General Mills is cashing in on key food consumption trends in order to drive growth, management told investors in Paris this afternoon (9 June).

“We’re living in a time of great economic uncertainty around the world; and despite this General Mills is doing well. Our performance through the first nine months shows that our business is generating good growth,” General Mills president and CEO Ken Powell told the Deutsche Bank Securities Global Consumer & Food Retail Conference.

Through the first nine months of the company’s fiscal year, General Mills’s US retail business saw net sales growth of 10%. Internationally the company reported a 10% sales lift on a constant-currency basis, which was dragged down to 4% after currency exchange.

Yesterday, General Mills upped its 2009 full-year EPS guidance on the back of a good operating performance and lower fourth-quarter tax rates.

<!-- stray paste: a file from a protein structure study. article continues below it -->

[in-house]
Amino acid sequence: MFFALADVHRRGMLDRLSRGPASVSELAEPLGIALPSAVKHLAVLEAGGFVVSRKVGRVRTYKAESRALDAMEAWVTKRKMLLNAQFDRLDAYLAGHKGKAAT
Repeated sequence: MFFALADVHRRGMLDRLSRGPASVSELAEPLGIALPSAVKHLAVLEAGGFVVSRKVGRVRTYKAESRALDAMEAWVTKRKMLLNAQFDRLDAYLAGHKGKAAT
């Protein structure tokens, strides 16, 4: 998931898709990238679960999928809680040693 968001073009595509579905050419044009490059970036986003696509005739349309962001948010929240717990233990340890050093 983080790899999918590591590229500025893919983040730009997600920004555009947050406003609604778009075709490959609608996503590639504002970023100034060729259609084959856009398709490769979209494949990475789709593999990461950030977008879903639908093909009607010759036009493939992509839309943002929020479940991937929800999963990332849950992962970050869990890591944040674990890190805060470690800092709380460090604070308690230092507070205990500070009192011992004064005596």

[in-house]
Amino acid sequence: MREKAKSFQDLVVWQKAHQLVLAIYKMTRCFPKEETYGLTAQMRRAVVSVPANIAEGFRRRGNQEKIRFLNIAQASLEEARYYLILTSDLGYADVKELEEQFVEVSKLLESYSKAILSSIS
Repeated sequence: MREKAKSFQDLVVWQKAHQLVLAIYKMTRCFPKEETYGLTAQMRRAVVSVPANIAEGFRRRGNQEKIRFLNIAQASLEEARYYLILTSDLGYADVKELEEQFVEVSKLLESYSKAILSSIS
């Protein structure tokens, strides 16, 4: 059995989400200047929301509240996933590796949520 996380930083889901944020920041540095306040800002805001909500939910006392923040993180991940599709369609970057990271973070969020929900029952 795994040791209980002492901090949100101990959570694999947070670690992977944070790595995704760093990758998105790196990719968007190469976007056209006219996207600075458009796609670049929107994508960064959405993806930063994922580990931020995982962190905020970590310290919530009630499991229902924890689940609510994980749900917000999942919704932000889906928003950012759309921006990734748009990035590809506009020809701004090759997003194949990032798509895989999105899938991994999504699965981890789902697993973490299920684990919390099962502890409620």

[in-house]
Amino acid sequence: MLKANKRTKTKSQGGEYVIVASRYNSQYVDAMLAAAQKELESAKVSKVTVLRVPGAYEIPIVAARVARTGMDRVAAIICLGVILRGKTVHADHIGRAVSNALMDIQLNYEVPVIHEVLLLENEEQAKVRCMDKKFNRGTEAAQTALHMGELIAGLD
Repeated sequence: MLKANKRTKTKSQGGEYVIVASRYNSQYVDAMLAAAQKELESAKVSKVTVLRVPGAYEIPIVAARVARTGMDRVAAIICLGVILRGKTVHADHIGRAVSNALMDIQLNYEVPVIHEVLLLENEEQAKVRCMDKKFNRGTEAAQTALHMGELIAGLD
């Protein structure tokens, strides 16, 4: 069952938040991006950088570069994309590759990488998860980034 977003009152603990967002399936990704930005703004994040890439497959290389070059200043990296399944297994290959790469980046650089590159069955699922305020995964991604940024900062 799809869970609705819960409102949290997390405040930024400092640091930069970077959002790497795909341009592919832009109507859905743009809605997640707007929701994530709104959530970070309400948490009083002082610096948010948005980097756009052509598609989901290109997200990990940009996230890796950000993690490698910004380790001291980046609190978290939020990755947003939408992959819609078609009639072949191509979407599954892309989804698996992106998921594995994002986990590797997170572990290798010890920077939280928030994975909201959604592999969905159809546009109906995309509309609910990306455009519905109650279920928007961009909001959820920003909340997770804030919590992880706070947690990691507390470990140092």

Powell revealed that General Mills has focused its business on five “key drivers” for growth: product innovation, productivity innovation, brand building and advertising, effective partnerships with retailers and international expansion.

The group has also been able to successfully ride significant consumption trends, such as the increasing tendency for consumers to eat at home.

Consumers “trading down” to eat at home “still want a restaurant experience”, Powell suggested. This trend has benefitted General Mills’s diner mix and home baking brands, such as Pillsbury and Hamburger Helper.

Product innovation, such as the line extension of Fibre One cereal into bars, has allowed General Mills to benefit from the increasing demand for food products that have health benefits, Powell continued.

Meanwhile, General Mills has extended its marketing message to “reach out” to “multicultural consumers”, particularly “Latin American and African American moms”. As a consequence, Powell said that this group is now General Mills’s fastest-growing consumer group in the US.